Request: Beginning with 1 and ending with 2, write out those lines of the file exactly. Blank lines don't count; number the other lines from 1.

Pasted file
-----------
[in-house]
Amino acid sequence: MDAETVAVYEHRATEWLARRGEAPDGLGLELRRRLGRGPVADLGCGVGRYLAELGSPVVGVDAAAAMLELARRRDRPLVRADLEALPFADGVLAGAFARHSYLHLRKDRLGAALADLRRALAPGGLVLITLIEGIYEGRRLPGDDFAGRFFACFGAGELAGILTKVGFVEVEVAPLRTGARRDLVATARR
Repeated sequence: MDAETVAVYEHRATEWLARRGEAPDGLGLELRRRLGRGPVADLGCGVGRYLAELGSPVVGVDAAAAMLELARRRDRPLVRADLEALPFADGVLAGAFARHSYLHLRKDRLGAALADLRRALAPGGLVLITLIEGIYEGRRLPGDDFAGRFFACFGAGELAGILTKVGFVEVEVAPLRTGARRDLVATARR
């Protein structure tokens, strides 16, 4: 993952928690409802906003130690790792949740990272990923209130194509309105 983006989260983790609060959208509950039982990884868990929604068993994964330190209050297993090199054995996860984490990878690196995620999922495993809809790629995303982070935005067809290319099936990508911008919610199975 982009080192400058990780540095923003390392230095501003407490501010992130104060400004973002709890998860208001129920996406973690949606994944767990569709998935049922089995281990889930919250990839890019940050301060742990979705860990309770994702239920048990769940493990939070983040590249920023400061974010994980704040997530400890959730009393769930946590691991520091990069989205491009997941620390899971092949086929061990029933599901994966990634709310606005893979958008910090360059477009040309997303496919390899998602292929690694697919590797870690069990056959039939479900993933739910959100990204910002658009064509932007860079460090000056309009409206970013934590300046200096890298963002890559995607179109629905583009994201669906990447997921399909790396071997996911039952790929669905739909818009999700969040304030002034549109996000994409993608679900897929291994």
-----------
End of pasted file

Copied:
[in-house]
Amino acid sequence: MDAETVAVYEHRATEWLARRGEAPDGLGLELRRRLGRGPVADLGCGVGRYLAELGSPVVGVDAAAAMLELARRRDRPLVRADLEALPFADGVLAGAFARHSYLHLRKDRLGAALADLRRALAPGGLVLITLIEGIYEGRRLPGDDFAGRFFACFGAGELAGILTKVGFVEVEVAPLRTGARRDLVATARR